The Frasassi Caves of Italy are a cavernous system ithat stretches beneath the Appennine Mountains for 13km (8mi).

They lie in La Gola di Frasassi, or Frasassi Gorge, in the Italian province of Ancona.

The Frasassi Caves were discovered in 1971 by members of the Marchigiani speleological group of Ancona.

Frasassi Gorge, which winds for almost 3km (2mi) between steep walls of rock, was carved by the tumbling waters of the River Sentino, a tributary of the Esino. At its southern end stands the village of San Vittore del Chiuse, renowned for the therapeutic qualities of its sulfurous springs. The limestone walls of the gorge are marked by numerous cave openings. One of these caves, II Sanctuaria della Grotta, "the Sanctuary Cave", contains an octagonal church erected by Pope Leo XII in 1828 and an 11th-century chapel dedicated to a local saint, Santa Maria del Frasassi.

The cave is full of stalagmites and stalactites, which create scenes of giant "marble pillars, crystalline inflorescences, delicate curtains of frosted rock and huge vaults lined with fragile yet razor-sharp spikes.

The largest cave system in Frasassi's complex is La Grotta Grande del Vento, "the Great Wind Cave". Public access to this subterranean wonderland leads along a smooth walkway that runs for 1.6km (1mi) into the limestone hills. A short tunnel, bored through the rock to make entrance easier, opens into a cathedral-sized chamber.

In this cave's centre a shaft, named the Ancona Abyss in honor of the men who discovered the caves, plunges down to unfathomable depths. Close to the hole stands II Gigante, "the Giant", an enormous column with ribbed and convoluted sides. Facing the Giant stands the cascading sheet of rock known as La Cascata del Niagara, "the Niagara Falls", a familiar feature of other limestone caves, such as those beneath Cheddar Gorge in England.

Deeper still lies La Sala delle Candeline, "the Room of Candles", where an array of short, upright stalagmites emerges from shallow water. White in color and encircled at the base by a small "cup", the majesty of these pillars is further enhanced by imaginative lighting. Illumination also brings out the best from the Grand Canyon formation where as much consideration has been given to shadows as to light. Black areas emphasize cavities and gullies, while bright lights pinpoint the delicate colors of the bands that mark the thin curtains of rock.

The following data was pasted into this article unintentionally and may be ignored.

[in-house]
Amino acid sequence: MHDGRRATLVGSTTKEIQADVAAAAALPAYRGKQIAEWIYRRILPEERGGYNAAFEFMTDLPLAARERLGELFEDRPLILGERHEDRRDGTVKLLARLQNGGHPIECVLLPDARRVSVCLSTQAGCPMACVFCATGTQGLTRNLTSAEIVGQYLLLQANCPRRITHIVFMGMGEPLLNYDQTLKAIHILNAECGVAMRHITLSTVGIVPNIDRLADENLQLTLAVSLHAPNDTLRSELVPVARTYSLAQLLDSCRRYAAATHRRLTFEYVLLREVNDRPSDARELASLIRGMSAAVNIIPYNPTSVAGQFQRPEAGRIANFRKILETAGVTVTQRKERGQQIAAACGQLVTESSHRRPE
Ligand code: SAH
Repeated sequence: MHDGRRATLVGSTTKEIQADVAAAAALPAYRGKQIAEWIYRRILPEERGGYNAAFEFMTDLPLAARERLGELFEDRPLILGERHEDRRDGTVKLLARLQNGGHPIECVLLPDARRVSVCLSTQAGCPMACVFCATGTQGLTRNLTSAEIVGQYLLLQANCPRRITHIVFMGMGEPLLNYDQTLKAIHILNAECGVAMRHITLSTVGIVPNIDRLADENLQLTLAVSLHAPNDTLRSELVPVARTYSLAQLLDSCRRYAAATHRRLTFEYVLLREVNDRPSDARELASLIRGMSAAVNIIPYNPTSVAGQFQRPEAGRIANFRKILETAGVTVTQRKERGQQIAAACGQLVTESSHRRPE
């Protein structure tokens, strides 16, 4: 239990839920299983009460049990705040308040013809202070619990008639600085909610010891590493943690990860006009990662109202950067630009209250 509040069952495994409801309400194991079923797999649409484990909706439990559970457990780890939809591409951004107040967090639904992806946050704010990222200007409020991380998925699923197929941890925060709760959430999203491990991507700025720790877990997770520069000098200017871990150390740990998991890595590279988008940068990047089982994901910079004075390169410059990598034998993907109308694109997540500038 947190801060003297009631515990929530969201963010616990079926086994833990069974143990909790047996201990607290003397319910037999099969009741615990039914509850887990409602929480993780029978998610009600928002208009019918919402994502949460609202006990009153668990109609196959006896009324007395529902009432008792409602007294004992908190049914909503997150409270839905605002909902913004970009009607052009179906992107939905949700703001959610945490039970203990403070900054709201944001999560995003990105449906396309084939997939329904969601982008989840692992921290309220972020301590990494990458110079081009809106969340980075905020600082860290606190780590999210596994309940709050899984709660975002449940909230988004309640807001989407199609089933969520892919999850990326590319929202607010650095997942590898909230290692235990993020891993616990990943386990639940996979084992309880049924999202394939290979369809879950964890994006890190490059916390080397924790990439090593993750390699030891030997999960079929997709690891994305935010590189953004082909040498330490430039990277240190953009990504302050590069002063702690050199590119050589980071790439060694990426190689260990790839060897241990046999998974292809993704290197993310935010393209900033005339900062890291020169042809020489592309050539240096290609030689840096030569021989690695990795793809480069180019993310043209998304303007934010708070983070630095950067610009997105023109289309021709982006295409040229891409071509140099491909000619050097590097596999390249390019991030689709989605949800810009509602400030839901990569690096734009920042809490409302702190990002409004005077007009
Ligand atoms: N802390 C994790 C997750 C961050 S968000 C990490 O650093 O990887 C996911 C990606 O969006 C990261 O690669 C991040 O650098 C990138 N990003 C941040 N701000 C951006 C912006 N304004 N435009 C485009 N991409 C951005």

Formation of the Frasassi Caves

The limestone hills in the Frasassi region of the Appennine Mountains, like those of Guilin in China, are an example of a karst landscape, the term geologists use to describe terrain modeled by acidic rainwater.

As rain falls, it absorbs a small amount of carbon dioxide gas from the air. This turns the rain into a dilute solution of carbonic acid that dissolves calcium carbonate, the principal constituent of limestone.

When, around one million years ago, the River Sentino began to carve out the Frasassi Gorge, rainwater trickled and seeped through tiny fractures in the limestone, and gradually widened them. Where the water encountered horizontal fractures, it formed underground streams and excavated long tunnels with connecting caverns.

At Frasassi, the acidic water percolated from above and met the underlying water table at the level where the Great Wind Cave now lies. Unable to penetrate deeper, the water spread sideways and fashioned the labyrinthine grotto.

Since their formation, the caves have been all but emptied by a drop of almost 300m (1,000ft) in the region's water table. Once this had occurred, stalagmites and stalactites started to form as the water returned to the rocks the calcium carbonate it had earlier removed. Water saturated with this mineral dripped from chamber roofs and cave ceilings to the floors below. Water drops that hung for a few moments before falling were diminished by evaporation, leaving behind minute grains of calcium carbonate, or travertine.

Over the centuries, the travertine grew gradually downward to form enormous stalactites.

Dripping water, which deposited travertine when it reached the floor, formed stalagmites, as in the Room of Candles. In some chambers, such as La Sala dell' Infinito, "the Room of the Infinite", the stalagmites and stalactites have joined, creating a number of fluted pillars that link the floor to the ceiling.

Life in the Frasassi Caves

Plants and animals have become adapted to life in the Frasassi caves. There is high humidity and a constant temperature of 13°C (55°F), which many organisms find beneficial. However, they most also contend with total darkness and a scarce supply of food. Nevertheless, blind cave salamanders, crayfish, millipedes and flatworms are able to flourish in these conditions. The most prolific inhabitants are bats, which roost in La Grotta del Nottole, "the Cave of the Bats", during the day and emerge at night to feed.